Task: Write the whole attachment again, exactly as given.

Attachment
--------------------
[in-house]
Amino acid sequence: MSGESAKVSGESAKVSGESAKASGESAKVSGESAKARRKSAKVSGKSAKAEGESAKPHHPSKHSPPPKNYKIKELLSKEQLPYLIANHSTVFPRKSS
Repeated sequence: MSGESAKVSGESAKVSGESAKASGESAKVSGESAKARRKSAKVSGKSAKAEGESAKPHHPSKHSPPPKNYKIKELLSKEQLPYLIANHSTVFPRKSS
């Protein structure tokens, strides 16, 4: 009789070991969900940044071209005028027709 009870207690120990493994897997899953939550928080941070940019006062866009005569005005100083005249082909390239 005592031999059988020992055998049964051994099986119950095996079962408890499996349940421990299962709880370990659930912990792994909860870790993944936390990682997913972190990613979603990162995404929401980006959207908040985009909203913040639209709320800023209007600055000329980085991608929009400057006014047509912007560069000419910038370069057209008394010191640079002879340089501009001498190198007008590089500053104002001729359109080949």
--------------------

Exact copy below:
[in-house]
Amino acid sequence: MSGESAKVSGESAKVSGESAKASGESAKVSGESAKARRKSAKVSGKSAKAEGESAKPHHPSKHSPPPKNYKIKELLSKEQLPYLIANHSTVFPRKSS
Repeated sequence: MSGESAKVSGESAKVSGESAKASGESAKVSGESAKARRKSAKVSGKSAKAEGESAKPHHPSKHSPPPKNYKIKELLSKEQLPYLIANHSTVFPRKSS
């Protein structure tokens, strides 16, 4: 009789070991969900940044071209005028027709 009870207690120990493994897997899953939550928080941070940019006062866009005569005005100083005249082909390239 005592031999059988020992055998049964051994099986119950095996079962408890499996349940421990299962709880370990659930912990792994909860870790993944936390990682997913972190990613979603990162995404929401980006959207908040985009909203913040639209709320800023209007600055000329980085991608929009400057006014047509912007560069000419910038370069057209008394010191640079002879340089501009001498190198007008590089500053104002001729359109080949």